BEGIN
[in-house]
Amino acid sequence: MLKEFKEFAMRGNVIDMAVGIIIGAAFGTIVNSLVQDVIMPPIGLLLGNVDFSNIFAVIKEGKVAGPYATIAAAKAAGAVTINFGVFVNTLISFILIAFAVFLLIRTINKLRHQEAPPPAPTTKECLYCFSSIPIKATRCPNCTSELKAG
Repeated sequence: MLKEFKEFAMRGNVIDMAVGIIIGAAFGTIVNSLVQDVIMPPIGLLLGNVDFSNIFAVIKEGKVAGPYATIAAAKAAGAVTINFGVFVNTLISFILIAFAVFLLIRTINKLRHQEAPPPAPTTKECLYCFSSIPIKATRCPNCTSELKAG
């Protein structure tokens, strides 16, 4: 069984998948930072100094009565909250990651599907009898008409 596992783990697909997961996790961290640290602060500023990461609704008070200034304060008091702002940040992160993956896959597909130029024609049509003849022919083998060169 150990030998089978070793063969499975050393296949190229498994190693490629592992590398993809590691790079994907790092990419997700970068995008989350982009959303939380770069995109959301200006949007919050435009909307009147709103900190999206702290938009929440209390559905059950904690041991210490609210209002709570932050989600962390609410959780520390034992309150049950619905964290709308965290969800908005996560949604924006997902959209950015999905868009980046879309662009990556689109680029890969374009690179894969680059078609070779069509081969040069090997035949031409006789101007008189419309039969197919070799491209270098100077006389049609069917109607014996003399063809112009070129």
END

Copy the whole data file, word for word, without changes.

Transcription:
[in-house]
Amino acid sequence: MLKEFKEFAMRGNVIDMAVGIIIGAAFGTIVNSLVQDVIMPPIGLLLGNVDFSNIFAVIKEGKVAGPYATIAAAKAAGAVTINFGVFVNTLISFILIAFAVFLLIRTINKLRHQEAPPPAPTTKECLYCFSSIPIKATRCPNCTSELKAG
Repeated sequence: MLKEFKEFAMRGNVIDMAVGIIIGAAFGTIVNSLVQDVIMPPIGLLLGNVDFSNIFAVIKEGKVAGPYATIAAAKAAGAVTINFGVFVNTLISFILIAFAVFLLIRTINKLRHQEAPPPAPTTKECLYCFSSIPIKATRCPNCTSELKAG
């Protein structure tokens, strides 16, 4: 069984998948930072100094009565909250990651599907009898008409 596992783990697909997961996790961290640290602060500023990461609704008070200034304060008091702002940040992160993956896959597909130029024609049509003849022919083998060169 150990030998089978070793063969499975050393296949190229498994190693490629592992590398993809590691790079994907790092990419997700970068995008989350982009959303939380770069995109959301200006949007919050435009909307009147709103900190999206702290938009929440209390559905059950904690041991210490609210209002709570932050989600962390609410959780520390034992309150049950619905964290709308965290969800908005996560949604924006997902959209950015999905868009980046879309662009990556689109680029890969374009690179894969680059078609070779069509081969040069090997035949031409006789101007008189419309039969197919070799491209270098100077006389049609069917109607014996003399063809112009070129």